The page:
Why is taking pictures without buying a crime these days?
Last Sunday. I went into a smartphone store and took pictures of the products. Before that, I did the same in an interior decorating boutique. Why? Because the big, golden pineapple on display gave me a brilliant idea for an internal award. I’ve been thinking about the right shape for ages. And there it was, smiling at me when I least suspected it.
I wanted to touch base with my team members on the idea, at the team meeting the following Monday. But the Picture Police had other plans.
You have the right to remain stupid
“Please don’t photograph our products, sir.” Behind me is the store clerk, frowning upon me. “Why not?”, I asked. “Because you’ll just search for the same product online and buy it there.”
“So, what you’re selling is infinitely more expensive than it is on the internet?”, I asked him, completely stunned.
When I left the store, the whole crew stared at me. Triumphant of their capture of the Idea Thief that had plagued the city for years. Saving their business model that was under pressure because of this unspeakable crime.
That’s just picture perfect
Today, that store has moved to an 800m² large warehouse in a busy part of Antwerp. It has a sign now, saying “If you take pictures of our products, magazines or books, you’re in violation of copyright and the store will demand you to buy the item at displayed price.”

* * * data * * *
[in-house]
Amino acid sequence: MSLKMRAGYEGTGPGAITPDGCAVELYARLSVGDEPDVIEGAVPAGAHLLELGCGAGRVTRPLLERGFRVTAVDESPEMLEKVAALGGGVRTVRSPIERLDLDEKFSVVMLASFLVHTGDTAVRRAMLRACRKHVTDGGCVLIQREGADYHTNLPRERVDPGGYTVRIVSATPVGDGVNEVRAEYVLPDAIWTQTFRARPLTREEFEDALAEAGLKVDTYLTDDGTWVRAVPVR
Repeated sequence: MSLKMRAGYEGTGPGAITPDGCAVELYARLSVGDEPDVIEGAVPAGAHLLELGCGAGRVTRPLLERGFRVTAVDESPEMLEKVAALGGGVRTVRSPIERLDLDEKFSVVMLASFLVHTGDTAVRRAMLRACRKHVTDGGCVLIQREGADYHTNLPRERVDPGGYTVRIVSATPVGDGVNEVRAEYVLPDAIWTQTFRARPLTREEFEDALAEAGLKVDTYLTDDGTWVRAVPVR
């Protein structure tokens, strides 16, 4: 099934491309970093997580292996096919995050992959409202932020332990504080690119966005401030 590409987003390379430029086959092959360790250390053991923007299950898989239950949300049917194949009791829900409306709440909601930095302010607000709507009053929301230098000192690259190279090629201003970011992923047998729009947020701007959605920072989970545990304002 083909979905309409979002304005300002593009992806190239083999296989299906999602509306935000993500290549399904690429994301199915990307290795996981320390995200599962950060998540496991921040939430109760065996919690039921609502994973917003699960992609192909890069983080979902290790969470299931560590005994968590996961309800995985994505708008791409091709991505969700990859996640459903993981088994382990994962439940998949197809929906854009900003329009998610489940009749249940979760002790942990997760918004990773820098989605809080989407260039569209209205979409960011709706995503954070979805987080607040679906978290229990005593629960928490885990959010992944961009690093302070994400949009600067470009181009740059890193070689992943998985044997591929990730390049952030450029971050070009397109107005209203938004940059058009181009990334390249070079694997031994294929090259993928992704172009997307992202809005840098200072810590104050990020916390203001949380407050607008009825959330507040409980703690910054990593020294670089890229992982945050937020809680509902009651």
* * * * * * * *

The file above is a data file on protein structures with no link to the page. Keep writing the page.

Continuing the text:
Ok. Sometimes, I WhatsApp a picture of a magazine to my wife. Just to know if I should buy it or not. Everyone does it. It’s our phone, it’s practically forged to the end of our arm. An extension to our visual memory that lets us communicate in real time. Star Trek turned reality.
Everybody be cool! It’s the Copyright Criminal Squad!
No Pictures Please. Our business model isn’t ready for customers that don’t just buy our items and shut up.
The clerk probably missed out on a promising policing career, with his impressive brain that convinced him that I was not just taking pictures of the cover, but that I would do the same to all 233 pages of the recent Monocle issue. I’d probably upload it to CopyrightCriminals.com as well.
To serve and protect (our retail model)
To be blunt, prohibiting customers to do something that has become so common, doesn’t seem like the right way to protect your retail model. And it sure as hell isn’t the way to futureproof it.
It shortcuts the customer journey and reduces selling to direct purchase only. Whereas today, two-step-buying has become the norm. Think, go back or order through the web shop.
Be creative instead of an idiot
In times where the client has become the lead of the buying process, going for the bully approach of selling is mere stupidity.
And no, clients only looking and not always buying isn’t the way you’ve pictured it. But there are some zillion other ways to go about this. Open a web shop, for crying out loud. Communicate that you sell omnichannel. Talk to your clients, ask them whether they like what they’re photographing and do your job from there.
It’s GoldenPineapples.com for me!
Both of those shops are off the shopping list at my house. I’ll be searching golden pineapples online tonight. And looking at magazine covers on Instagram and Pinterest. So much better for my budget.
Serves them right. Right?
Comments are closed.